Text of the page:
“EZ Way”

Since: Jan 12

Los Angeles, CA

#12 Jan 7, 2012
If you could please help me out and answer 6 questions to a survey about dentists and optometrists I would appreciate it. I am trying to do some research. Thank you.

http://www.surveymonkey.com/s/WNH9GSZ
HatesFoxNews

Buffalo, NY

#14 Jan 7, 2012
INS REP wrote:
<quoted text>
obviously you haven't seen the latest NYS quit smoking commercials-the one with the guy that got throat cancer and had a huge part of his neck removed, the lady that had the prosthetic device to re-create the roof of her mouth, etc. The odds of cancer in the US is 1 in 2 males, 1 in 3 females. That's it, period. Do you think we as a society should allow smoking in public places like restaurants, etc.? There's not only the hazards of second hand smoke. The flip side is teaching children by example that smoking is wrong and hazardous to your health, as well as others.
Of course smoking isn't healthy. That's not a mystery at all. But smoking in one's car with nobody else present isn't hurting anyone but the smoker. Smoking outside isn't either. Government intrusion into our personal lives has become ridiculous and based on the Constitution, illegal. Nobody cares. Well, they will when the government comes after their habit or health issue. I wish all those second amendment defenders would remember there's a lot more to the Constitution than that, and show just as much concern for the rest of it. If I smoke, my employees smoke, and I want to open a bar or restaurant for smokers, why can't I? Nobody is forced to go in there, are they? Even totally separate smoking rooms are banned. Why? Please don't talk to me about health care costs unless you want to discuss mandatory Weight Watchers programs, along with mandatory exercise. Both those issues kill more people than smoking. But of course the non-smoking obese and lazy will fight that tooth and claw. As for kids, why don't you all raise yours in a bubble somewhere until they're 21? Then they won't be exposed to anything wrong or bad for them. The reasoning behind anti-smoking laws is just nuts.

Since: May 11

Location hidden

#15 Jan 7, 2012
HatesFoxNews wrote:
<quoted text>Of course smoking isn't healthy. That's not a mystery at all. But smoking in one's car with nobody else present isn't hurting anyone but the smoker. Smoking outside isn't either. Government intrusion into our personal lives has become ridiculous and based on the Constitution, illegal. Nobody cares. Well, they will when the government comes after their habit or health issue. I wish all those second amendment defenders would remember there's a lot more to the Constitution than that, and show just as much concern for the rest of it. If I smoke, my employees smoke, and I want to open a bar or restaurant for smokers, why can't I? Nobody is forced to go in there, are they? Even totally separate smoking rooms are banned. Why? Please don't talk to me about health care costs unless you want to discuss mandatory Weight Watchers programs, along with mandatory exercise. Both those issues kill more people than smoking. But of course the non-smoking obese and lazy will fight that tooth and claw. As for kids, why don't you all raise yours in a bubble somewhere until they're 21? Then they won't be exposed to anything wrong or bad for them. The reasoning behind anti-smoking laws is just nuts.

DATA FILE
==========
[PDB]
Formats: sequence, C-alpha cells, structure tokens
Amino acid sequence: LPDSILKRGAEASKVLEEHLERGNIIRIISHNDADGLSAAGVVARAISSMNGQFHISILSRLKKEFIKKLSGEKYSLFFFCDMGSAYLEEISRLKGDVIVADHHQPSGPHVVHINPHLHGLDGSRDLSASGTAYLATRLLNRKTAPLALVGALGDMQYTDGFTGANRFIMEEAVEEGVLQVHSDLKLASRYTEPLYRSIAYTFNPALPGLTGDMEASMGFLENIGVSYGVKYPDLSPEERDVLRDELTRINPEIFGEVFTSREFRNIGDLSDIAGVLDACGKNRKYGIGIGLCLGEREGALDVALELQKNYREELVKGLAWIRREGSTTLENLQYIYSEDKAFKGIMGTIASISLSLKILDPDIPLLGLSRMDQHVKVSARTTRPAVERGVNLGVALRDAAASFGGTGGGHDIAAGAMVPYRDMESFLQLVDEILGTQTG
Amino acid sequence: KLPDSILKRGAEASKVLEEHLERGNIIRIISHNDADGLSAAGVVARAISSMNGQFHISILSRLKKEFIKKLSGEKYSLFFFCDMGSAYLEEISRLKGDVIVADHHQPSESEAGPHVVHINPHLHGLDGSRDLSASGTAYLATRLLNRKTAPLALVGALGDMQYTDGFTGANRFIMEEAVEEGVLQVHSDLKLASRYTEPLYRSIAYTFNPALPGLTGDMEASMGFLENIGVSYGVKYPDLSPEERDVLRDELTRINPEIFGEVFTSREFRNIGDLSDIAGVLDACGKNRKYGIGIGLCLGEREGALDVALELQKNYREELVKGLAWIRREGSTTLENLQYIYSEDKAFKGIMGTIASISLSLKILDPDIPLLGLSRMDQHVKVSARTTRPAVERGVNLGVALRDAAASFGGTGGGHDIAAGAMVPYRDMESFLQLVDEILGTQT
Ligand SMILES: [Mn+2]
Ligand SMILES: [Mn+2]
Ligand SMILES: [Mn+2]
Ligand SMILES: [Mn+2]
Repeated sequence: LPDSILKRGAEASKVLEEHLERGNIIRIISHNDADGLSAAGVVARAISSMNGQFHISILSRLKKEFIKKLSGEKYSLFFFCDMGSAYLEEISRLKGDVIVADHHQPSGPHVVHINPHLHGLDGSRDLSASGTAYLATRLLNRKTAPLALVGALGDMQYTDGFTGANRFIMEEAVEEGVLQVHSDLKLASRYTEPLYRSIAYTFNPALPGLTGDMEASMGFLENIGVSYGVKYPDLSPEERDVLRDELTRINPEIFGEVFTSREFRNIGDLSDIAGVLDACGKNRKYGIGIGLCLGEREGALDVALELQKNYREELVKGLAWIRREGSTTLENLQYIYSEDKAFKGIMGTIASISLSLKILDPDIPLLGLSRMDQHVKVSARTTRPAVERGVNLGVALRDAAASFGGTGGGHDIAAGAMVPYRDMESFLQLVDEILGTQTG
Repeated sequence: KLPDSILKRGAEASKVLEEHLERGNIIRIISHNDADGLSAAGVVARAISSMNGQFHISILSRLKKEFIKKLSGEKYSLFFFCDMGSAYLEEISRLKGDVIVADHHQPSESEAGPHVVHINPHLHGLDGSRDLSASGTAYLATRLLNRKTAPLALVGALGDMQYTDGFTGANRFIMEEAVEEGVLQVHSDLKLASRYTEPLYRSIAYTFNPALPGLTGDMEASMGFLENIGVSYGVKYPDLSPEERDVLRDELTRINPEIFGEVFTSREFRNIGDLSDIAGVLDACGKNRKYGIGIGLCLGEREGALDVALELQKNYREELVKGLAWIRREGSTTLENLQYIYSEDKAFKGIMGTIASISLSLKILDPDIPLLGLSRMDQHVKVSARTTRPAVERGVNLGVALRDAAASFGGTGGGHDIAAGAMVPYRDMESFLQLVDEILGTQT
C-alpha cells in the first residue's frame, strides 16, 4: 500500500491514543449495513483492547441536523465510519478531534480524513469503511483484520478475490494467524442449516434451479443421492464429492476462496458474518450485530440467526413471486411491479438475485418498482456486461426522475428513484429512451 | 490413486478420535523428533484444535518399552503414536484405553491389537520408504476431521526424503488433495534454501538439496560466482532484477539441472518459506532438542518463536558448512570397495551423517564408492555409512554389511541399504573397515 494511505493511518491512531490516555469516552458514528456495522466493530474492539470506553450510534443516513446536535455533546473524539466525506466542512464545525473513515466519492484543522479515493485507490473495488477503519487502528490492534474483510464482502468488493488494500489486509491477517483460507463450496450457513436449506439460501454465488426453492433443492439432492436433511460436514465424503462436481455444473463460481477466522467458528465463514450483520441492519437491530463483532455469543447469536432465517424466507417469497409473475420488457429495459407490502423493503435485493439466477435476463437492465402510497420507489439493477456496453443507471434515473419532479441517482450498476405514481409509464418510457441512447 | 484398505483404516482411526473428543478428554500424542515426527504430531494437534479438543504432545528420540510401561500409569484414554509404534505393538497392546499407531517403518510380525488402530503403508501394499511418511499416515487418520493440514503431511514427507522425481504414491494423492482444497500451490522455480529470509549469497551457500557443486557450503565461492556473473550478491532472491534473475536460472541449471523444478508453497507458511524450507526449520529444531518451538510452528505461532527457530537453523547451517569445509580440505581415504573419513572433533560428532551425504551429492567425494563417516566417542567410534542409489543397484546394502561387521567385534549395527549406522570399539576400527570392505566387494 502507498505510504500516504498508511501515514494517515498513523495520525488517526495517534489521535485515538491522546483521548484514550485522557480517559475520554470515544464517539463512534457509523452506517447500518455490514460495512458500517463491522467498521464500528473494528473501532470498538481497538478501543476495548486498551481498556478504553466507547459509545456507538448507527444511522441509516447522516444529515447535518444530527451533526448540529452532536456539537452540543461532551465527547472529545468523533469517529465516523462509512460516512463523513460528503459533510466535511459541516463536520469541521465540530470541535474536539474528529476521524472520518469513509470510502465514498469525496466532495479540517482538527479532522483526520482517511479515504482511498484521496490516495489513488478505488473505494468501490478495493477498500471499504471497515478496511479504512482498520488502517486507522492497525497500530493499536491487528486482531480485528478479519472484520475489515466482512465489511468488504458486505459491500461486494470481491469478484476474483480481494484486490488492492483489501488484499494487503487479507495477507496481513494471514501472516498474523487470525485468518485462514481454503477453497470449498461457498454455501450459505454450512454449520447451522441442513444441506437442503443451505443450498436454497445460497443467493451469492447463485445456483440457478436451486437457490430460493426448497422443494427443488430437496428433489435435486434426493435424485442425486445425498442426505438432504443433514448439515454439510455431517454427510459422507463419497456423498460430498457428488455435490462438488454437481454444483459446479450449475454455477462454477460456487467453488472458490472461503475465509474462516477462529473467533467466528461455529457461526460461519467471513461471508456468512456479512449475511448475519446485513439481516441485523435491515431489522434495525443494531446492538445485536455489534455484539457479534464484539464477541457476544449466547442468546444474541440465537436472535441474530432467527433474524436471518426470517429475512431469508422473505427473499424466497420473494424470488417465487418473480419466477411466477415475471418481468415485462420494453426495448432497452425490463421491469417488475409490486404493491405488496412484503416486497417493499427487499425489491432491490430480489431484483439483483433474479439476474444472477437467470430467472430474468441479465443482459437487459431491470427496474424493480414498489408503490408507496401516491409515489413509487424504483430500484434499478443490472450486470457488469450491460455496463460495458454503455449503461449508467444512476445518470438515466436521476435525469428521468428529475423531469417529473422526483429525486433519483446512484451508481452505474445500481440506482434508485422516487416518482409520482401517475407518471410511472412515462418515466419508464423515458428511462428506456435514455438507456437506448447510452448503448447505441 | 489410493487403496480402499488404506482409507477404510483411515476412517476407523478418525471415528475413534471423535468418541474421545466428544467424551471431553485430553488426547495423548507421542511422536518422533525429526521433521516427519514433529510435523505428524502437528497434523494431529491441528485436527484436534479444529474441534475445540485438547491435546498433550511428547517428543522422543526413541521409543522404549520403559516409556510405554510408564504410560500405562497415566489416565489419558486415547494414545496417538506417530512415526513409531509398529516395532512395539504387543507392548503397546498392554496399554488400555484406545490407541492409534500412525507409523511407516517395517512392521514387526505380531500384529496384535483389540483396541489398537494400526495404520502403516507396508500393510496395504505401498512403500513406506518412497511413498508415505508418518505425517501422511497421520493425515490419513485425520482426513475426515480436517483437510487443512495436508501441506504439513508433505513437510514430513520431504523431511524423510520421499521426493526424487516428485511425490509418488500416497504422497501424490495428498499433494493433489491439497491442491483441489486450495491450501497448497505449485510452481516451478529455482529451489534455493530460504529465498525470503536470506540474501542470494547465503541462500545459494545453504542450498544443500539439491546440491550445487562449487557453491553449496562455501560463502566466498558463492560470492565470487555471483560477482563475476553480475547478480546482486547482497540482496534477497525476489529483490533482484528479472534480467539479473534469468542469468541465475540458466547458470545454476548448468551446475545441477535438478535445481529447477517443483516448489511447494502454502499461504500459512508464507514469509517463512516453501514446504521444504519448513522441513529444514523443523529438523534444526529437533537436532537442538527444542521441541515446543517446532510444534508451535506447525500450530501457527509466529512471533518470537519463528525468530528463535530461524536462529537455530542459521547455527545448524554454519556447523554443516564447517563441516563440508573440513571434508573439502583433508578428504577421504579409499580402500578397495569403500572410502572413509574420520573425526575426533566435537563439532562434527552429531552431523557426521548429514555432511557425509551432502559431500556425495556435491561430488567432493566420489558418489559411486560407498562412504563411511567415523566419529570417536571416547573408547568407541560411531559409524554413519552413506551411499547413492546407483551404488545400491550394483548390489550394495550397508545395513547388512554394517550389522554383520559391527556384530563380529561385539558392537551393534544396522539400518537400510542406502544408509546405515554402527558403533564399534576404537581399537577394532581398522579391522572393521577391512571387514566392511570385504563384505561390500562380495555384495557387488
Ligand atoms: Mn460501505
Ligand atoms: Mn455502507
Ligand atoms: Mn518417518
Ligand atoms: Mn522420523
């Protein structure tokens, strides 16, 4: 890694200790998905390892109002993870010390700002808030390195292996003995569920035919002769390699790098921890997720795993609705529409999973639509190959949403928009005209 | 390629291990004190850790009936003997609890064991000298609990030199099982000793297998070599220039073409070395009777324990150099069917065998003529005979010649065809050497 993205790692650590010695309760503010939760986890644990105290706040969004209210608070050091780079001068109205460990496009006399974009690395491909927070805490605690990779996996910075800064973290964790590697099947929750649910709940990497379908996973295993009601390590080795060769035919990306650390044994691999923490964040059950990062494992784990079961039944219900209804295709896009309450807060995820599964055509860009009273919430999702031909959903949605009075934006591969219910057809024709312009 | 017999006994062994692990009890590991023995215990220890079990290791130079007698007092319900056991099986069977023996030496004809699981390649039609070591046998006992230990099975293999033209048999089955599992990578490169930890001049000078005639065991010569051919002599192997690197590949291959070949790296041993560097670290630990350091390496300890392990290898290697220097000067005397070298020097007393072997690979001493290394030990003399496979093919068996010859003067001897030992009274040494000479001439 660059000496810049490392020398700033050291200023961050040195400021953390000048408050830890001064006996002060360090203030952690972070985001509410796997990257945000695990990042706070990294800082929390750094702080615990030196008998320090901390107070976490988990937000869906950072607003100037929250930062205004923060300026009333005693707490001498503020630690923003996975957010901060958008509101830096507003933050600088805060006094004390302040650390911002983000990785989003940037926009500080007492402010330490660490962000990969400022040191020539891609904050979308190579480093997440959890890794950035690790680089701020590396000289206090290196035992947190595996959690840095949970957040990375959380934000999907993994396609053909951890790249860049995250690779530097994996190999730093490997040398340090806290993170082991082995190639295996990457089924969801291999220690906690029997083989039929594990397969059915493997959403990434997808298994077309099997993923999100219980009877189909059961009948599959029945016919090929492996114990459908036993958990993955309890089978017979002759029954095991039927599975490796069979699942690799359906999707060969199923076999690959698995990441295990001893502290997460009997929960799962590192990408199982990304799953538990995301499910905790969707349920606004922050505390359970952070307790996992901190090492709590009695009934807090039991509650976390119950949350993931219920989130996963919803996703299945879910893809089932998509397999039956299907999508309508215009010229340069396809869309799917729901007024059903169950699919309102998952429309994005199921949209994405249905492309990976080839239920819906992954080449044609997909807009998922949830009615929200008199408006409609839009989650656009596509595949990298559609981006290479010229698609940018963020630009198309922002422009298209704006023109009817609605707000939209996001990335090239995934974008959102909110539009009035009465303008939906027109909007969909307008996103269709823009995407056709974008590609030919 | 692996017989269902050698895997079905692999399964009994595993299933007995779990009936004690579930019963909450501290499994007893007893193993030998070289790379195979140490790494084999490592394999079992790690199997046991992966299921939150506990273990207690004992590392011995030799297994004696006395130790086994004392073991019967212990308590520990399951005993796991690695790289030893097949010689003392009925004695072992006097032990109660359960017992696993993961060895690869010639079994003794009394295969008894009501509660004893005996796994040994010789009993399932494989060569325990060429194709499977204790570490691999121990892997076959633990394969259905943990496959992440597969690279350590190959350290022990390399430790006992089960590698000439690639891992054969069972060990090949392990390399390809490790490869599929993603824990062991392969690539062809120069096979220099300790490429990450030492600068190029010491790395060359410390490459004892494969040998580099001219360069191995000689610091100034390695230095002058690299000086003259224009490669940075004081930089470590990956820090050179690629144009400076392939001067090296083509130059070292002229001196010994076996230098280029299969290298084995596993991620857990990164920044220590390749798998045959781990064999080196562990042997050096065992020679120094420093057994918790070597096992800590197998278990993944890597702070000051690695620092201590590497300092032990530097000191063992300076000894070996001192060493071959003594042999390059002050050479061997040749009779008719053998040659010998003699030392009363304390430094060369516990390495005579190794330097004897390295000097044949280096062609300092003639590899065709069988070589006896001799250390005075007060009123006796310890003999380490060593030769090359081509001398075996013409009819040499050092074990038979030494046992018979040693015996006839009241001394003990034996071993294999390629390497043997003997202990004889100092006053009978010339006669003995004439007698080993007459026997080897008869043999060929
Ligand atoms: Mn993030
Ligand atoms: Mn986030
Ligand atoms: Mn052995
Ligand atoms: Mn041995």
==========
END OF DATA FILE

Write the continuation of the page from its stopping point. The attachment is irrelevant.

I can't think of anything good about tobacco or the tobacco industry. Everything from a waste of good land that could be used for real crops, to cancer and everything in between. It's destructive. It kills. Plain and simple. I know a person that got cancer of the tongue, stopped smoking for a few months,had part of his tongue removed,and he's back smoking. If you had a child that had lung cancer and was on the path to death, would you still defend it?
HatesFoxNews

Buffalo, NY

#16 Jan 7, 2012
INS REP wrote:
<quoted text>
I can't think of anything good about tobacco or the tobacco industry. Everything from a waste of good land that could be used for real crops, to cancer and everything in between. It's destructive. It kills. Plain and simple. I know a person that got cancer of the tongue, stopped smoking for a few months,had part of his tongue removed,and he's back smoking. If you had a child that had lung cancer and was on the path to death, would you still defend it?
As usual, you miss the point. The point is, it is NOT the right of the government to babysit adults on their personal behavior as long as it's not hurting others. people smoking outdoors or alone in their cars are NOT hurting anyone but themselves. Every point you just made could be aimed at the fast food industry, or eating too much sugar. By the way, you should know, heart attacks and strokes kill way more people than cancer. The point is, NOBODY should have the right to rule by law against somebody's personal stupidity such as smoking. Of course it's bad. I never said it wasn't. Read a bit more carefully, would you?
HowzBoutDat

Frederick, MD

#17 Jan 7, 2012